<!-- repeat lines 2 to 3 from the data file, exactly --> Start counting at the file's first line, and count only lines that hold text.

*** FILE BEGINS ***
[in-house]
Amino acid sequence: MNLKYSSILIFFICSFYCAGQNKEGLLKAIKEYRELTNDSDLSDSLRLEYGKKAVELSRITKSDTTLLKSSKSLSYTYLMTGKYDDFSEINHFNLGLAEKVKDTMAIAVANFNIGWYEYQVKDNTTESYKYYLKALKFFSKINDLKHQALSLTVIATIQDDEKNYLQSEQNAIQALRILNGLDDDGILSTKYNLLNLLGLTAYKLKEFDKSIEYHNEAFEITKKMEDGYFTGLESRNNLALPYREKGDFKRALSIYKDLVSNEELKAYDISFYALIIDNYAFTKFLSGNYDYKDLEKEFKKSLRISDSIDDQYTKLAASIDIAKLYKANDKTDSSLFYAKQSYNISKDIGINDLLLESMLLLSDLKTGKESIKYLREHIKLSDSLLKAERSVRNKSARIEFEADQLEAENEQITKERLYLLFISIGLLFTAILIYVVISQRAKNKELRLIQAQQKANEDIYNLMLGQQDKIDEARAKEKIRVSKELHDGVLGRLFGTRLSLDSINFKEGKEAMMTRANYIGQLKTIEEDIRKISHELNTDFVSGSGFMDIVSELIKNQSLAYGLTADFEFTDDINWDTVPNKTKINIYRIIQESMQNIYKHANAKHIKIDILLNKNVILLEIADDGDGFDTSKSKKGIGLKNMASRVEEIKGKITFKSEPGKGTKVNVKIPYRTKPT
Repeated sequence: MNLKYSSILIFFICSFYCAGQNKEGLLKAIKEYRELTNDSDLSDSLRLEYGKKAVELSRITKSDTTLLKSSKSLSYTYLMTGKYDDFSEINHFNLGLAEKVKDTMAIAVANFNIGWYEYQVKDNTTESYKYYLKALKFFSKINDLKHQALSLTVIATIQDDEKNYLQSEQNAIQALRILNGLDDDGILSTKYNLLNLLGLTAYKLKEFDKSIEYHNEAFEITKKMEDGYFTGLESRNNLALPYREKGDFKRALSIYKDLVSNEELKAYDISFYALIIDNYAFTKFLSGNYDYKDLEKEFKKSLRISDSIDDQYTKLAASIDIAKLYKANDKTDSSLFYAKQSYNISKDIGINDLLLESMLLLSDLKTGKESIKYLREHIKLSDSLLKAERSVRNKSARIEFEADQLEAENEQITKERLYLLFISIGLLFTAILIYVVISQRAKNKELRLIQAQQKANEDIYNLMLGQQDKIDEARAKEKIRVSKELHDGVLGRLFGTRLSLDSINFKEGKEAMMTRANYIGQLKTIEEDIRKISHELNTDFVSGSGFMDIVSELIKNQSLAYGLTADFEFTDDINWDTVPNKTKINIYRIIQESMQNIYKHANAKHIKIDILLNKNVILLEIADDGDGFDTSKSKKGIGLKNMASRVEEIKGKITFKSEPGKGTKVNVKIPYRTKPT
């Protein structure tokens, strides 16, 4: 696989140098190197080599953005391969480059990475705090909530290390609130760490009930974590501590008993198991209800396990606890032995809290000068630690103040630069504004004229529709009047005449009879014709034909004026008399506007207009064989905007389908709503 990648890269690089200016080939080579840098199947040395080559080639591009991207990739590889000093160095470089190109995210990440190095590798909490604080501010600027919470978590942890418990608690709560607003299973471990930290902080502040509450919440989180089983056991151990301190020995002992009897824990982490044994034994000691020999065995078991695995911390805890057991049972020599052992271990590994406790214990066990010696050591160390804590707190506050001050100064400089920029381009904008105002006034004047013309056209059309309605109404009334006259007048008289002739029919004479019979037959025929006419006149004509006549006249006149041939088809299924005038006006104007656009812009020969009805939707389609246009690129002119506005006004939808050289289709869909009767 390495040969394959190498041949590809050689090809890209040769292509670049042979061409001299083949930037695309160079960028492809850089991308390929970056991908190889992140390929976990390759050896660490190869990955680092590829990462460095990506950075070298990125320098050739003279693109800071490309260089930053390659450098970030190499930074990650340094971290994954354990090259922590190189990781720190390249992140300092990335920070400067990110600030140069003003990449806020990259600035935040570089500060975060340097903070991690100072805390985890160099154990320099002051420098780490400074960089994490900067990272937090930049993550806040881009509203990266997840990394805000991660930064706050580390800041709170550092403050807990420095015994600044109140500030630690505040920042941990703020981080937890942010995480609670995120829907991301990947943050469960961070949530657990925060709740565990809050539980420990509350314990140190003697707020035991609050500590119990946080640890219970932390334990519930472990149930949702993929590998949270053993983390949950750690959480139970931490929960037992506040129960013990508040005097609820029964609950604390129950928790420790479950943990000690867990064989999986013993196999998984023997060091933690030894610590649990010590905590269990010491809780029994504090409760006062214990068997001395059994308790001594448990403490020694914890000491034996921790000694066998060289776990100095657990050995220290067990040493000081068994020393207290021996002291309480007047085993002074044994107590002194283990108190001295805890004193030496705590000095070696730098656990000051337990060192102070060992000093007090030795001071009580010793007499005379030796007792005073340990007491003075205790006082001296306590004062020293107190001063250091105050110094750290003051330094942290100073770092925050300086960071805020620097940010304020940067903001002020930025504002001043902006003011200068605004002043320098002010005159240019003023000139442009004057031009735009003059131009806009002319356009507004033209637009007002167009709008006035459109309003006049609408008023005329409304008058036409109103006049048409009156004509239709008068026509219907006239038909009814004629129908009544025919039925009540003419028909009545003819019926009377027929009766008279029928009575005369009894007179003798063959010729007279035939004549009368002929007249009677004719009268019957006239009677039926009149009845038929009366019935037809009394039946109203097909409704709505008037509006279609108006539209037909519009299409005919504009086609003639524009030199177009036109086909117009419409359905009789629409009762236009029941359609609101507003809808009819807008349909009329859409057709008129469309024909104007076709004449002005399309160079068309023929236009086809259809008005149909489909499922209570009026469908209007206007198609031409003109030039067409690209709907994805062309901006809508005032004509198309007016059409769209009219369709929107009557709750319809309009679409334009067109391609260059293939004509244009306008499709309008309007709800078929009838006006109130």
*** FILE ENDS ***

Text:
Amino acid sequence: MNLKYSSILIFFICSFYCAGQNKEGLLKAIKEYRELTNDSDLSDSLRLEYGKKAVELSRITKSDTTLLKSSKSLSYTYLMTGKYDDFSEINHFNLGLAEKVKDTMAIAVANFNIGWYEYQVKDNTTESYKYYLKALKFFSKINDLKHQALSLTVIATIQDDEKNYLQSEQNAIQALRILNGLDDDGILSTKYNLLNLLGLTAYKLKEFDKSIEYHNEAFEITKKMEDGYFTGLESRNNLALPYREKGDFKRALSIYKDLVSNEELKAYDISFYALIIDNYAFTKFLSGNYDYKDLEKEFKKSLRISDSIDDQYTKLAASIDIAKLYKANDKTDSSLFYAKQSYNISKDIGINDLLLESMLLLSDLKTGKESIKYLREHIKLSDSLLKAERSVRNKSARIEFEADQLEAENEQITKERLYLLFISIGLLFTAILIYVVISQRAKNKELRLIQAQQKANEDIYNLMLGQQDKIDEARAKEKIRVSKELHDGVLGRLFGTRLSLDSINFKEGKEAMMTRANYIGQLKTIEEDIRKISHELNTDFVSGSGFMDIVSELIKNQSLAYGLTADFEFTDDINWDTVPNKTKINIYRIIQESMQNIYKHANAKHIKIDILLNKNVILLEIADDGDGFDTSKSKKGIGLKNMASRVEEIKGKITFKSEPGKGTKVNVKIPYRTKPT
Repeated sequence: MNLKYSSILIFFICSFYCAGQNKEGLLKAIKEYRELTNDSDLSDSLRLEYGKKAVELSRITKSDTTLLKSSKSLSYTYLMTGKYDDFSEINHFNLGLAEKVKDTMAIAVANFNIGWYEYQVKDNTTESYKYYLKALKFFSKINDLKHQALSLTVIATIQDDEKNYLQSEQNAIQALRILNGLDDDGILSTKYNLLNLLGLTAYKLKEFDKSIEYHNEAFEITKKMEDGYFTGLESRNNLALPYREKGDFKRALSIYKDLVSNEELKAYDISFYALIIDNYAFTKFLSGNYDYKDLEKEFKKSLRISDSIDDQYTKLAASIDIAKLYKANDKTDSSLFYAKQSYNISKDIGINDLLLESMLLLSDLKTGKESIKYLREHIKLSDSLLKAERSVRNKSARIEFEADQLEAENEQITKERLYLLFISIGLLFTAILIYVVISQRAKNKELRLIQAQQKANEDIYNLMLGQQDKIDEARAKEKIRVSKELHDGVLGRLFGTRLSLDSINFKEGKEAMMTRANYIGQLKTIEEDIRKISHELNTDFVSGSGFMDIVSELIKNQSLAYGLTADFEFTDDINWDTVPNKTKINIYRIIQESMQNIYKHANAKHIKIDILLNKNVILLEIADDGDGFDTSKSKKGIGLKNMASRVEEIKGKITFKSEPGKGTKVNVKIPYRTKPT